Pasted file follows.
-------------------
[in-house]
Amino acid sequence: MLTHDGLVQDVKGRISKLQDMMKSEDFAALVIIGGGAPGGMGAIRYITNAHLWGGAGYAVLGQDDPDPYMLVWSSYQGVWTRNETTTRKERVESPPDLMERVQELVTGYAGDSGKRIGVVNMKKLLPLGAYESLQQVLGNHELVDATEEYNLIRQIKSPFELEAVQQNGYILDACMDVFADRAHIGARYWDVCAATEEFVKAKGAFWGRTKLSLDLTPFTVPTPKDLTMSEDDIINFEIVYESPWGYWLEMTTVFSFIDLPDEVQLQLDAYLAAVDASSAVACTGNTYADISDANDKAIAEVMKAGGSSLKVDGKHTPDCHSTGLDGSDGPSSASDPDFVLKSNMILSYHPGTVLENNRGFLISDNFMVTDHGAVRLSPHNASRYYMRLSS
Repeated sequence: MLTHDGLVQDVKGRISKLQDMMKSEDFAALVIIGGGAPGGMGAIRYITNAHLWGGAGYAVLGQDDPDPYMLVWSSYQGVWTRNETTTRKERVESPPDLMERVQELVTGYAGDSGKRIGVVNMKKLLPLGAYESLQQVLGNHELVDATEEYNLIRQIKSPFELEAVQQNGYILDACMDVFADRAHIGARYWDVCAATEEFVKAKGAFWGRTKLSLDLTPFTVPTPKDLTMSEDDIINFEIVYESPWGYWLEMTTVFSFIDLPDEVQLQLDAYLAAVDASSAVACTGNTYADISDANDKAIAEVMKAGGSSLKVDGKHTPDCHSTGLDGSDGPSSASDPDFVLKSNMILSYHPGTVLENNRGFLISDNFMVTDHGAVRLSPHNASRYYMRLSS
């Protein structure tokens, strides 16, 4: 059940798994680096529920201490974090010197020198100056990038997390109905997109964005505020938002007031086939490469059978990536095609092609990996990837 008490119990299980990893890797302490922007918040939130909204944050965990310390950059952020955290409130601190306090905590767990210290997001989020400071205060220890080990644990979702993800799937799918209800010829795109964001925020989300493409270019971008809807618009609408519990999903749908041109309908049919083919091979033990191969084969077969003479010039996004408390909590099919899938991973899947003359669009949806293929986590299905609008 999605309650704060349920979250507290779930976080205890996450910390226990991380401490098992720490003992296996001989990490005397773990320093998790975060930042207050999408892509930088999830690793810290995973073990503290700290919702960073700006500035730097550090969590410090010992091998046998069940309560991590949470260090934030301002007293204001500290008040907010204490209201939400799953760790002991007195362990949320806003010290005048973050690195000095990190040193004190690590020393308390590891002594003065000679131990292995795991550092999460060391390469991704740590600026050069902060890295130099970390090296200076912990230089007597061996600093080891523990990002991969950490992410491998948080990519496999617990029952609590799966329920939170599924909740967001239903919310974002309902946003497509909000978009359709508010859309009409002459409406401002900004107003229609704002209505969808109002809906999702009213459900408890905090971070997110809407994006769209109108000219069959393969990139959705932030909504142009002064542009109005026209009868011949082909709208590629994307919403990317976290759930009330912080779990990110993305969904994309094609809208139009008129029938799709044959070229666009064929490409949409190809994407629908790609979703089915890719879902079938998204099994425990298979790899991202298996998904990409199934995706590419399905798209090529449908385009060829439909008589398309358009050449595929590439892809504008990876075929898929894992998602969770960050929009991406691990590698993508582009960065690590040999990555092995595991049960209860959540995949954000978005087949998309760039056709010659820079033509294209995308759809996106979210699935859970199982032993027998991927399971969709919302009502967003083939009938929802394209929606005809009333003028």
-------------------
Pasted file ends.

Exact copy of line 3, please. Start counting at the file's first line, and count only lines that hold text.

Repeated sequence: MLTHDGLVQDVKGRISKLQDMMKSEDFAALVIIGGGAPGGMGAIRYITNAHLWGGAGYAVLGQDDPDPYMLVWSSYQGVWTRNETTTRKERVESPPDLMERVQELVTGYAGDSGKRIGVVNMKKLLPLGAYESLQQVLGNHELVDATEEYNLIRQIKSPFELEAVQQNGYILDACMDVFADRAHIGARYWDVCAATEEFVKAKGAFWGRTKLSLDLTPFTVPTPKDLTMSEDDIINFEIVYESPWGYWLEMTTVFSFIDLPDEVQLQLDAYLAAVDASSAVACTGNTYADISDANDKAIAEVMKAGGSSLKVDGKHTPDCHSTGLDGSDGPSSASDPDFVLKSNMILSYHPGTVLENNRGFLISDNFMVTDHGAVRLSPHNASRYYMRLSS